Nah. I'm dreaming. But I think I can make a good scenario out of that . . .

    1. JohnFen Silver badge

      Re: a "pragmatic" approach by prioritising the most essential work

      "This just may be a time for those who actually know what they're doing to be able to do it in peace and quiet, without the useless weight of those who only appear to work."

      Those who know what they're doing and how to do it also know that the goals cannot be achieved in the time available. Leaving the workers alone to do their work is a great idea, but it won't make them able to do the impossible.

  15. This post has been deleted by its author

  16. doug_bostrom

    Complete end-end testing of software necessary to land on the moon was not completed until a few seconds after the descent engine of the first LEM to land on the moon shut down. It was deemed acceptable to allow two volunteers to participate in this activity, and they were nothing if not fully informed.

    I don't recall "do you want to travel to the moon as a passenger on a freshly designed spacecraft" being the referendum question.

    1. Anonymous Coward
      Anonymous Coward

      Not quite.

      They elected to pilot it manually, while given the option to wait instead for auto pilot. (By "wait" I guess it would be send someone else, and you may get a seat next time)

      Neil chose manual landing, and had *also* pre-proven his flight ability in many, many ways.

    2. fandom Silver badge

      For some reason, in democracies people are expected to be able to understand what they are voting for.

      Sure, many don't, for example everyone who doesn't vote the same way I do, but then if you start limiting the vote those who know what they are doing, you end up with the-party-is-always-right regimes.

      You know, Democracy is the worst form of government, except for all the others and all that stuff.

  17. Anonymous Coward
    Anonymous Coward

    Testing, testing, 1, 2, 3

    Hello?

    Is that the UK?

    Are you receiving?

    OVER.............

    [white noise]

    1. Pedigree-Pete Bronze badge
      Joke

      Re: Testing, testing, 1, 2, 3

      Puts me in mind of "'Allo London, 'allo London zees is Nighthawk calling" PP

  18. John Smith 19 Gold badge
    Unhappy

    "a "pragmatic" approach by prioritising the most essential work and opting for basic functionality"

    Note the fact they felt it important to mention this.

    When it should be SOP for any development effort where there is a fixed time limit that has to be met and resources are limited (as IRL they always are).

    What you might call a "Management design pattern."

    F**k me sideways. Someone had to actually congratulate them for doing something properly. :-(

  19. tiggity Silver badge

    test tickles

    "Defra told the committee it was "confident" its replacement for the EU's TRACES would be ready in time for a no-deal scenario in March 2019 – but that it can't predict what issues will arise during testing"

    I'm not confident. testing (on a complex system) should be essentially complete by now if aiming for March next year! They should be in the fine tuning / tweaks stage by now.

  20. Danny 2 Silver badge

    What does Brexit mean?

    I've been out of IT too long, is Brexit an OS or a pantomime? It's behind you! Oh no she didn't!

    Parliament this morning reminds me of the Millennium bug testing that we thought we'd fixed - until all these damned millennials showed up.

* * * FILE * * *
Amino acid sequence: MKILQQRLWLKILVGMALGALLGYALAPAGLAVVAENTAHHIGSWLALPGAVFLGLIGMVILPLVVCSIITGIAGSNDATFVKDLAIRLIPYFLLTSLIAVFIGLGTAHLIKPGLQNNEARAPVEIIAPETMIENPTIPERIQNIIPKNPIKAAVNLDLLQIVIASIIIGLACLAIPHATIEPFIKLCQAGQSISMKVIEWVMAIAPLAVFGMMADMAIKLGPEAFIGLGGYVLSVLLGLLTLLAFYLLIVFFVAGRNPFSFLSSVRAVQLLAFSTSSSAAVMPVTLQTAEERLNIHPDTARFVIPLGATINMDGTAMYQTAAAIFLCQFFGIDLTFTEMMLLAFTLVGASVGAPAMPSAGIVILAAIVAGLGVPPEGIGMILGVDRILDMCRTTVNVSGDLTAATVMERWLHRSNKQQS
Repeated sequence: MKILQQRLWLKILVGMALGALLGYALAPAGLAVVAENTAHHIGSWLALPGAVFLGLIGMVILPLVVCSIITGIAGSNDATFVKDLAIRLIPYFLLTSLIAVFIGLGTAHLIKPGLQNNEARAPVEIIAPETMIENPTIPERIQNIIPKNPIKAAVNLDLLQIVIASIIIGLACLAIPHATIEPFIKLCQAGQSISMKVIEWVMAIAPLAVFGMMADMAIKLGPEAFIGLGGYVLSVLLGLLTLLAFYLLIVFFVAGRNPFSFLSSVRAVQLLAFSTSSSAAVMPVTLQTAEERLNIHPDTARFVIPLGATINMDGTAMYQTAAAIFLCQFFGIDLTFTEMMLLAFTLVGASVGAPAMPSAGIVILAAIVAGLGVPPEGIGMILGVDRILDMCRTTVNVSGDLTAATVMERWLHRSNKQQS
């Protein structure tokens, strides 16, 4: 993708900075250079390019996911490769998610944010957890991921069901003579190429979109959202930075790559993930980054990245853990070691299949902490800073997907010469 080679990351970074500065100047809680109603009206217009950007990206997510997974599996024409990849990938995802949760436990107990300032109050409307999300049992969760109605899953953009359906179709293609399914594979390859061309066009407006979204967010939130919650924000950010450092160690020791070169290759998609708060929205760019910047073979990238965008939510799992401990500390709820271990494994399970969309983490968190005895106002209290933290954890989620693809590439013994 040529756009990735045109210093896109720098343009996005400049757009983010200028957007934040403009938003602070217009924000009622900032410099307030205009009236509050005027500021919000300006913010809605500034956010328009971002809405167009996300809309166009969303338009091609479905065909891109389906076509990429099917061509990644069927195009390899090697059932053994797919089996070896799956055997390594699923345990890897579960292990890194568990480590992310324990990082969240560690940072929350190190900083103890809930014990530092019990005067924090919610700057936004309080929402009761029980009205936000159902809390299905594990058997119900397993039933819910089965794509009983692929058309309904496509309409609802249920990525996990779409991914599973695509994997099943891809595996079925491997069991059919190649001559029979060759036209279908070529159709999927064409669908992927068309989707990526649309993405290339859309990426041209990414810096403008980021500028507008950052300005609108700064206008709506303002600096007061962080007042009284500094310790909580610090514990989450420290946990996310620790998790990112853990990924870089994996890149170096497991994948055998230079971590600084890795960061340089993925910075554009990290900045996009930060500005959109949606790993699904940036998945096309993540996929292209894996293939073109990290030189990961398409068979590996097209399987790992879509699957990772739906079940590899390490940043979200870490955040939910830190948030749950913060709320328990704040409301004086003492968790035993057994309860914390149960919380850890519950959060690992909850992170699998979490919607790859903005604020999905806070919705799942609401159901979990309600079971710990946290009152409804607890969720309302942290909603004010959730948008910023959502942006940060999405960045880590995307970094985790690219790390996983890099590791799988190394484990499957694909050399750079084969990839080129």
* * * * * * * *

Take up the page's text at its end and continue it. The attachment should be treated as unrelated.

21. codejunky Silver badge

    Meh

    This is partly because secrecy around negotiations and a lack of predictability means the departments don't know what advice to give.

    And yet by sticking to a very easy and attainable goal and advising on that would have given businesses the time they need while pushing the EU to get a move on if they didnt want to be left out of the process. Of course that would require committing to brexit instead of trying to keep us one foot in one foot out (even the EU was clear and upfront about that not being an option).

    And the government trying to make a new system that works? They couldnt do that while we are part of the EU, why would that change now?

    1. Doctor Syntax Silver badge

      Re: Meh

      "Of course that would require committing to brexit"

      What sort of Brexit? Jumping off the cliff? A Brexit that might salvage something for the economy? Hoping for magic? Whatever your choice was it's unlikely that all those who voted like you actually had the same thing in mind.

      You call yourself a code junky. OK, here's a challenge. Your employer tells you to prepare the S/W for a new project. Sorry, we can't tell you what it is because we don't know. Just do it. That's what DEFRA and everyone else has been lumbered with.

      Brexit is something Dibert's PHB would have come up with.

      1. codejunky Silver badge

        Re: Meh

        @ Doctor Syntax

        "Whatever your choice was it's unlikely that all those who voted like you actually had the same thing in mind."

        Except the vote to leave the EU. Its amazing how thick people can be when they dont want to acknowledge the answer. And as I have torn that lame argument apart many times- remainers cant agree of the kind of remain they wanted either.

        "Sorry, we can't tell you what it is because we don't know. Just do it."

        Funny I already answered this in the comment you are responding to. In fact its the bit you quoted- Of course that would require committing to brexit

        I know we dont agree on brexit but cmon that response was just weak.

  22. StuntMisanthrope Bronze badge

    Polical Outsourcing.

    Get the Japanese fella in, it'll be an improvement. #cranestyle #joeespositofanclub

  23. Sgt_Oddball Silver badge

    Please can you stop the noise

    I'm trying to get some rest....